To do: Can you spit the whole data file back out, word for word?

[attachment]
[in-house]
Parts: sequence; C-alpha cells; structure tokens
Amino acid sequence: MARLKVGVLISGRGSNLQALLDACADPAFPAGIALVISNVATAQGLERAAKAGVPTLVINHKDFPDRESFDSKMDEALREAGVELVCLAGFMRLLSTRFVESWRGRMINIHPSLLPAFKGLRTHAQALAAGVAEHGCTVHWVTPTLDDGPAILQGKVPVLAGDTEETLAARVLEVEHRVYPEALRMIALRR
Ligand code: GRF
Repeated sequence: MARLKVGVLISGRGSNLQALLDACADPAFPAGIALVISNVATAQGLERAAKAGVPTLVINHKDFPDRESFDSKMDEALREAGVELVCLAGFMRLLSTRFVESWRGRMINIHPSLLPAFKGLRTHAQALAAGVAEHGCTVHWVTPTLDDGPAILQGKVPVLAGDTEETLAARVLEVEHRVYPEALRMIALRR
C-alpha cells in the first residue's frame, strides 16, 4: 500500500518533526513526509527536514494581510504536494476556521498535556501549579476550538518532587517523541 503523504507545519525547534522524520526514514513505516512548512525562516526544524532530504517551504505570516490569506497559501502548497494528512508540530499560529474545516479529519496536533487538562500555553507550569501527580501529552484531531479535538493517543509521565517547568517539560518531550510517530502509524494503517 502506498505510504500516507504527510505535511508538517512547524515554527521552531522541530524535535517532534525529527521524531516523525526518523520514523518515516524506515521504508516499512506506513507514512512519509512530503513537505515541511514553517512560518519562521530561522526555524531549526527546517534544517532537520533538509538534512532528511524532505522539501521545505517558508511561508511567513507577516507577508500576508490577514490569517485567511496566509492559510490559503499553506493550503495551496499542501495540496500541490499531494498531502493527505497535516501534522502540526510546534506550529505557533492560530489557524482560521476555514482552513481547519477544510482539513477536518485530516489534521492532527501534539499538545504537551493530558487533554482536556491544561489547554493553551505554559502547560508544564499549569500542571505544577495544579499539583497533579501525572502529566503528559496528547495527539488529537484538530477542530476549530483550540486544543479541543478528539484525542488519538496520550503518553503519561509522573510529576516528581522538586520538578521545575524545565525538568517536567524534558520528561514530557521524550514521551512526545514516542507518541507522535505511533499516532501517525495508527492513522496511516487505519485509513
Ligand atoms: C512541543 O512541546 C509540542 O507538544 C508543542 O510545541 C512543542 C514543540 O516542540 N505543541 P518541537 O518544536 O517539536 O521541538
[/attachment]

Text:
[in-house]
Parts: sequence; C-alpha cells; structure tokens
Amino acid sequence: MARLKVGVLISGRGSNLQALLDACADPAFPAGIALVISNVATAQGLERAAKAGVPTLVINHKDFPDRESFDSKMDEALREAGVELVCLAGFMRLLSTRFVESWRGRMINIHPSLLPAFKGLRTHAQALAAGVAEHGCTVHWVTPTLDDGPAILQGKVPVLAGDTEETLAARVLEVEHRVYPEALRMIALRR
Ligand code: GRF
Repeated sequence: MARLKVGVLISGRGSNLQALLDACADPAFPAGIALVISNVATAQGLERAAKAGVPTLVINHKDFPDRESFDSKMDEALREAGVELVCLAGFMRLLSTRFVESWRGRMINIHPSLLPAFKGLRTHAQALAAGVAEHGCTVHWVTPTLDDGPAILQGKVPVLAGDTEETLAARVLEVEHRVYPEALRMIALRR
C-alpha cells in the first residue's frame, strides 16, 4: 500500500518533526513526509527536514494581510504536494476556521498535556501549579476550538518532587517523541 503523504507545519525547534522524520526514514513505516512548512525562516526544524532530504517551504505570516490569506497559501502548497494528512508540530499560529474545516479529519496536533487538562500555553507550569501527580501529552484531531479535538493517543509521565517547568517539560518531550510517530502509524494503517 502506498505510504500516507504527510505535511508538517512547524515554527521552531522541530524535535517532534525529527521524531516523525526518523520514523518515516524506515521504508516499512506506513507514512512519509512530503513537505515541511514553517512560518519562521530561522526555524531549526527546517534544517532537520533538509538534512532528511524532505522539501521545505517558508511561508511567513507577516507577508500576508490577514490569517485567511496566509492559510490559503499553506493550503495551496499542501495540496500541490499531494498531502493527505497535516501534522502540526510546534506550529505557533492560530489557524482560521476555514482552513481547519477544510482539513477536518485530516489534521492532527501534539499538545504537551493530558487533554482536556491544561489547554493553551505554559502547560508544564499549569500542571505544577495544579499539583497533579501525572502529566503528559496528547495527539488529537484538530477542530476549530483550540486544543479541543478528539484525542488519538496520550503518553503519561509522573510529576516528581522538586520538578521545575524545565525538568517536567524534558520528561514530557521524550514521551512526545514516542507518541507522535505511533499516532501517525495508527492513522496511516487505519485509513
Ligand atoms: C512541543 O512541546 C509540542 O507538544 C508543542 O510545541 C512543542 C514543540 O516542540 N505543541 P518541537 O518544536 O517539536 O521541538